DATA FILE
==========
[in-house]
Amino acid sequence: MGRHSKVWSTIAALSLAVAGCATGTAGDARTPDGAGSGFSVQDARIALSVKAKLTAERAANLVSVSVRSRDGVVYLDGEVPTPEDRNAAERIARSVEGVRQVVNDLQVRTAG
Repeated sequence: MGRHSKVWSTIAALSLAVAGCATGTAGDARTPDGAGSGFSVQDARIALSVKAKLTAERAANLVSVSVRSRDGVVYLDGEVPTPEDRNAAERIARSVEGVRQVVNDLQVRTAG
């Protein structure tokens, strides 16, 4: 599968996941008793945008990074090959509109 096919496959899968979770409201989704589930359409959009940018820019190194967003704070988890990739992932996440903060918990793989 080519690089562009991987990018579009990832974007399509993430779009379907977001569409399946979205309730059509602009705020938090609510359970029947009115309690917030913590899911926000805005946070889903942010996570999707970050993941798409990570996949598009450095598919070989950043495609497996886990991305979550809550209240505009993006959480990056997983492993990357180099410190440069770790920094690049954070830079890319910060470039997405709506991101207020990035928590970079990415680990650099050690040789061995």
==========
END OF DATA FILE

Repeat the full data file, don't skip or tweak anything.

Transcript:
[in-house]
Amino acid sequence: MGRHSKVWSTIAALSLAVAGCATGTAGDARTPDGAGSGFSVQDARIALSVKAKLTAERAANLVSVSVRSRDGVVYLDGEVPTPEDRNAAERIARSVEGVRQVVNDLQVRTAG
Repeated sequence: MGRHSKVWSTIAALSLAVAGCATGTAGDARTPDGAGSGFSVQDARIALSVKAKLTAERAANLVSVSVRSRDGVVYLDGEVPTPEDRNAAERIARSVEGVRQVVNDLQVRTAG
């Protein structure tokens, strides 16, 4: 599968996941008793945008990074090959509109 096919496959899968979770409201989704589930359409959009940018820019190194967003704070988890990739992932996440903060918990793989 080519690089562009991987990018579009990832974007399509993430779009379907977001569409399946979205309730059509602009705020938090609510359970029947009115309690917030913590899911926000805005946070889903942010996570999707970050993941798409990570996949598009450095598919070989950043495609497996886990991305979550809550209240505009993006959480990056997983492993990357180099410190440069770790920094690049954070830079890319910060470039997405709506991101207020990035928590970079990415680990650099050690040789061995």